SECTION 26.1 THE CONCEPT OF VOLUME
The concept of "volume" applies to objects that are "solid bodies." The "volume" of a "solid body" is the amount of "space" it
occupies. Below are some examples of "solid bodies."
SECTION 26.2 WHAT IS A CUBE?
First you must understand the concept of the solid called a "cube." A
cube looks like the following:
A cube has six "faces," each face is a
square and all six squares are the same size, i.e. congruent.
A cube has 12 "edges" which are the sides of the square
faces. All edges are the same length. Each edge meets another edge at a
SECTION 26.3 HOW IS VOLUME
MEASURED AND WHAT IS A UNIT CUBE?
You are familiar with the following concepts of measurements called "units": inch foot, yard, mile, etc. I talked about units in
a earlier section. I will start with the most fundamental volume of a solid - "the unit cube or 1 cubic unit."
A cube whose edges are all 1 inch is said to have a
volume of 1 cubic inch. See image below:
A cube whose edges are all 1 foot is said to have a
volume of 1 cubic foot. See image below:
A cube whose edges are all 1 yard is said to have a
volume of 1 cubic yard. See image below:
Now I can continue this process with any form of measurement. For example a
volume of 1
or 1 cubic mile, is a cube whose faces sides are 1 mile on each edge.
So now that you understand that the basic definition of volume is based on what is
called a "unit cube," which is "a cube whose edges all
measure one unit" whether that unit be inches, feet, millimeters, yard,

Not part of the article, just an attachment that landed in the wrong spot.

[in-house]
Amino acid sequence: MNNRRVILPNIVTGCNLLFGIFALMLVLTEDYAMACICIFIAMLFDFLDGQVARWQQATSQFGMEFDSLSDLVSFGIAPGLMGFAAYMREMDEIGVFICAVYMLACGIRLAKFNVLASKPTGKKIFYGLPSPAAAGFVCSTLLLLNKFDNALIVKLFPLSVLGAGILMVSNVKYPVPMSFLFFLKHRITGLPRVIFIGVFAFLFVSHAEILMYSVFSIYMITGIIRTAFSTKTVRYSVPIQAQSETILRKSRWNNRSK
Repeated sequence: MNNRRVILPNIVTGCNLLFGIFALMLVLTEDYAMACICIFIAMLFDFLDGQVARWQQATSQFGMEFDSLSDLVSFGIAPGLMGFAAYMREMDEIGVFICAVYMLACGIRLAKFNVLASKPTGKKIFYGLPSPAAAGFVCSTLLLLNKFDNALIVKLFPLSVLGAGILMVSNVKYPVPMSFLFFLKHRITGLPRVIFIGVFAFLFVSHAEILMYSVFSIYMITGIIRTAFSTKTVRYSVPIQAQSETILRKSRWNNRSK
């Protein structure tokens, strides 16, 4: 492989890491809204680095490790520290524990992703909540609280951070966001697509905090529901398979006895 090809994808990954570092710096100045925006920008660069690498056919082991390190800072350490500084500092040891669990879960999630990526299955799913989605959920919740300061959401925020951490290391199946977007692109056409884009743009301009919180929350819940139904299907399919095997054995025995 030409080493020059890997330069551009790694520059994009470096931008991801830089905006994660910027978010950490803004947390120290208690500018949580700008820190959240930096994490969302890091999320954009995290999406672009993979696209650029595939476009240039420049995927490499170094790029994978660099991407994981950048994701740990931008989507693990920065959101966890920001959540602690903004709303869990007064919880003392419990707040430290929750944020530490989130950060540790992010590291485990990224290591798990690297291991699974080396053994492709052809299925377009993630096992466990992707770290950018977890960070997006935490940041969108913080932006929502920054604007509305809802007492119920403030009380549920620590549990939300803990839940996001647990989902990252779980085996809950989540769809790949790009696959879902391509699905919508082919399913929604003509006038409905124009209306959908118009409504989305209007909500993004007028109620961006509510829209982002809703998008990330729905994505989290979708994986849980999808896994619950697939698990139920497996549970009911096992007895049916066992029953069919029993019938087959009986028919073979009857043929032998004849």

SECTION 26.4 EXTENDING THE
CONCEPT OF VOLUME?
So what would 10 square feet ( 10
mean? Well, it means that you have a solid that would contain 10 unit
What would 30 cubic miles(30
be? It means that you have a solid that would contain 30 unit cubes.
Hopefully you can appreciate the size of the volume of the earth which is
1,097,509,500,000,000,000,000 cubic meters.
SECTION 26.5 IMPORTANT VOLUME FORMULAS
The following volume formulas are important to know:
VOLUME = length x width x height = width 3 = height 3 = length 3
Please note that in a cube the length, width and height are all equal.
VOLUME = length x width x height units3
VOLUME = (4/3)πr3 units3
where r is the radius of the sphere
VOLUME = (1/3)πr2h units3
where r is the radius of the base and h is the height of the cone.
VOLUME = πr2h units3
where r is the radius of the base of the cone and h is the height of the cone
Find the volumes of the following:
a) A sphere with radius 10 feet.
V = (4/3)π(10)3 = 4188.790 in.3
Explanation: There are 4188.790 cubes with each edge of 1 inch that can be packed into this sphere with radius of 10 feet.
b) A rectangular solid with length 30 yards, width 20 yards, height 50 yards.
(30)(20)(50)yd.3 = 30000 yd.3
Explanation: There are 30000 cubes with each edge of 1 yard that can be packed into this rectangular solid.
c) A cube with each side 5 miles
V = (5)(5)(5)
mi.3 = 125 mi.3
Explanation: There are 125 cubes with each edge of 1 mile that can be packed into this cube.
d) A cone with a base radius of 600 inches and a height of 3200 inches
V = (1/3)π(600)2(3200) in.3 = 1,206,371,579 in.3
Explanation: There are 1, 206, 371, 579 cubes with each edge of 1 inch that can be packed into this cone.
e) A cylinder with base radius of 123 kilometers and a height of 345
V =π(123)2 (345)km.3= 16397558.56 km.3
Explanation: There are 16397558.56 cubes with each edge of 1 kilometer that can be packed into this cylinder.